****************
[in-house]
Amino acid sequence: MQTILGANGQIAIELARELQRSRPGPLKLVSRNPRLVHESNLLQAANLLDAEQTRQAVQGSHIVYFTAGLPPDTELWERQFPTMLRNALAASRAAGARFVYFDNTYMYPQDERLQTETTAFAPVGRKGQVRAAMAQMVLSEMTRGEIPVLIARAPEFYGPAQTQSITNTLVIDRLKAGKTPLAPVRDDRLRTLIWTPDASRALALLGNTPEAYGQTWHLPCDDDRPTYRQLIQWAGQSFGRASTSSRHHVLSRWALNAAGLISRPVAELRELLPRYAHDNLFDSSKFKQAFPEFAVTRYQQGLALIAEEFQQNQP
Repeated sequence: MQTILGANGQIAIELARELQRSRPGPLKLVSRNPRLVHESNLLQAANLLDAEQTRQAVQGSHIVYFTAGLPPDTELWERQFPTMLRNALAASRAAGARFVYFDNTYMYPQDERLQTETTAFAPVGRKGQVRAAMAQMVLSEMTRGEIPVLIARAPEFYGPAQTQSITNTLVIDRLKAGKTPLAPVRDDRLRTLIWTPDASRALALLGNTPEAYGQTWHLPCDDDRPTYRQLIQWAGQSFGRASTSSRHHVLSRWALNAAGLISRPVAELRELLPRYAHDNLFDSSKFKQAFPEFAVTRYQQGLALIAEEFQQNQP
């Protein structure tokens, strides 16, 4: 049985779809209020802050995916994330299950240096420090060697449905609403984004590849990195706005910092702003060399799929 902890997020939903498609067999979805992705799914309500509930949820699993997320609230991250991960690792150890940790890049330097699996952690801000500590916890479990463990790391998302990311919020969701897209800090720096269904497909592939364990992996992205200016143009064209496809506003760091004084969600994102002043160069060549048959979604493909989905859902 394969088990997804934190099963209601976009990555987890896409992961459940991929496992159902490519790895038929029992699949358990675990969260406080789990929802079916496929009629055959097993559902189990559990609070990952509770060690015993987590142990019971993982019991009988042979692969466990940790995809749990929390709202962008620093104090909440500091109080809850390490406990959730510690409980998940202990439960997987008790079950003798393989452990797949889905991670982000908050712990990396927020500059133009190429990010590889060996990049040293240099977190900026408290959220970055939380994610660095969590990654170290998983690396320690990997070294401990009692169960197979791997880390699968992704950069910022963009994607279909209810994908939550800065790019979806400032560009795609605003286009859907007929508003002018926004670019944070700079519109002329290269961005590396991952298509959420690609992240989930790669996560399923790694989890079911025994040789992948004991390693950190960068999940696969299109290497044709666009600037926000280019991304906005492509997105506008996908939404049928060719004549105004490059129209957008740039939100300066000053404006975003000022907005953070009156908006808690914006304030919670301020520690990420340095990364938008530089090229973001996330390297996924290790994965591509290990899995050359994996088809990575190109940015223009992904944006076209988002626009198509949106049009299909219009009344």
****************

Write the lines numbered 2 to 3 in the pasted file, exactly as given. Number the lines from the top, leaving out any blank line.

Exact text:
Amino acid sequence: MQTILGANGQIAIELARELQRSRPGPLKLVSRNPRLVHESNLLQAANLLDAEQTRQAVQGSHIVYFTAGLPPDTELWERQFPTMLRNALAASRAAGARFVYFDNTYMYPQDERLQTETTAFAPVGRKGQVRAAMAQMVLSEMTRGEIPVLIARAPEFYGPAQTQSITNTLVIDRLKAGKTPLAPVRDDRLRTLIWTPDASRALALLGNTPEAYGQTWHLPCDDDRPTYRQLIQWAGQSFGRASTSSRHHVLSRWALNAAGLISRPVAELRELLPRYAHDNLFDSSKFKQAFPEFAVTRYQQGLALIAEEFQQNQP
Repeated sequence: MQTILGANGQIAIELARELQRSRPGPLKLVSRNPRLVHESNLLQAANLLDAEQTRQAVQGSHIVYFTAGLPPDTELWERQFPTMLRNALAASRAAGARFVYFDNTYMYPQDERLQTETTAFAPVGRKGQVRAAMAQMVLSEMTRGEIPVLIARAPEFYGPAQTQSITNTLVIDRLKAGKTPLAPVRDDRLRTLIWTPDASRALALLGNTPEAYGQTWHLPCDDDRPTYRQLIQWAGQSFGRASTSSRHHVLSRWALNAAGLISRPVAELRELLPRYAHDNLFDSSKFKQAFPEFAVTRYQQGLALIAEEFQQNQP